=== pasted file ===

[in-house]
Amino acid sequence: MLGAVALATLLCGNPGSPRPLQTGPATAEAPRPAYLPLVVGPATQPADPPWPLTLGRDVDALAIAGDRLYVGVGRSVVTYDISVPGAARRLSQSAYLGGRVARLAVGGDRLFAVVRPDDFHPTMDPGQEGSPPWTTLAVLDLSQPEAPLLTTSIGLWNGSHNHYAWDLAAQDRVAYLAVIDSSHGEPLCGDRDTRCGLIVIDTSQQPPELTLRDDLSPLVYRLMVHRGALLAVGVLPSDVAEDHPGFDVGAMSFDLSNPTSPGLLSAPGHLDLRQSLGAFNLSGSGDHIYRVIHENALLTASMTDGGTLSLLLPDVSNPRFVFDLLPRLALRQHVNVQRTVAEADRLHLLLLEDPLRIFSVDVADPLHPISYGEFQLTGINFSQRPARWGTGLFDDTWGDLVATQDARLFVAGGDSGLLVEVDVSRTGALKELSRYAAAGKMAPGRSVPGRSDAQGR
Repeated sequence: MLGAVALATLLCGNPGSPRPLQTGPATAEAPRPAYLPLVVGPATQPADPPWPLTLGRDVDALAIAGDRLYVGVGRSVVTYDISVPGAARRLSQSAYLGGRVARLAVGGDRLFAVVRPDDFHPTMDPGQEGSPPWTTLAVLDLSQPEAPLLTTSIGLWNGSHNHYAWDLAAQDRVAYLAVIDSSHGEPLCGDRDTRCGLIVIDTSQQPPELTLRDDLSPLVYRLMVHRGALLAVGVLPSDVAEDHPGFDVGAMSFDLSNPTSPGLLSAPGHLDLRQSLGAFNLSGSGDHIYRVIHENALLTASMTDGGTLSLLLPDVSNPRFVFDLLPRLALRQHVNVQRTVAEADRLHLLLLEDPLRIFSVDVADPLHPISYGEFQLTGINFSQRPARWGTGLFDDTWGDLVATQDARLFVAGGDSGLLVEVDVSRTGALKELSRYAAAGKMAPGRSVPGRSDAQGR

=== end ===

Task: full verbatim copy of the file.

[in-house]
Amino acid sequence: MLGAVALATLLCGNPGSPRPLQTGPATAEAPRPAYLPLVVGPATQPADPPWPLTLGRDVDALAIAGDRLYVGVGRSVVTYDISVPGAARRLSQSAYLGGRVARLAVGGDRLFAVVRPDDFHPTMDPGQEGSPPWTTLAVLDLSQPEAPLLTTSIGLWNGSHNHYAWDLAAQDRVAYLAVIDSSHGEPLCGDRDTRCGLIVIDTSQQPPELTLRDDLSPLVYRLMVHRGALLAVGVLPSDVAEDHPGFDVGAMSFDLSNPTSPGLLSAPGHLDLRQSLGAFNLSGSGDHIYRVIHENALLTASMTDGGTLSLLLPDVSNPRFVFDLLPRLALRQHVNVQRTVAEADRLHLLLLEDPLRIFSVDVADPLHPISYGEFQLTGINFSQRPARWGTGLFDDTWGDLVATQDARLFVAGGDSGLLVEVDVSRTGALKELSRYAAAGKMAPGRSVPGRSDAQGR
Repeated sequence: MLGAVALATLLCGNPGSPRPLQTGPATAEAPRPAYLPLVVGPATQPADPPWPLTLGRDVDALAIAGDRLYVGVGRSVVTYDISVPGAARRLSQSAYLGGRVARLAVGGDRLFAVVRPDDFHPTMDPGQEGSPPWTTLAVLDLSQPEAPLLTTSIGLWNGSHNHYAWDLAAQDRVAYLAVIDSSHGEPLCGDRDTRCGLIVIDTSQQPPELTLRDDLSPLVYRLMVHRGALLAVGVLPSDVAEDHPGFDVGAMSFDLSNPTSPGLLSAPGHLDLRQSLGAFNLSGSGDHIYRVIHENALLTASMTDGGTLSLLLPDVSNPRFVFDLLPRLALRQHVNVQRTVAEADRLHLLLLEDPLRIFSVDVADPLHPISYGEFQLTGINFSQRPARWGTGLFDDTWGDLVATQDARLFVAGGDSGLLVEVDVSRTGALKELSRYAAAGKMAPGRSVPGRSDAQGR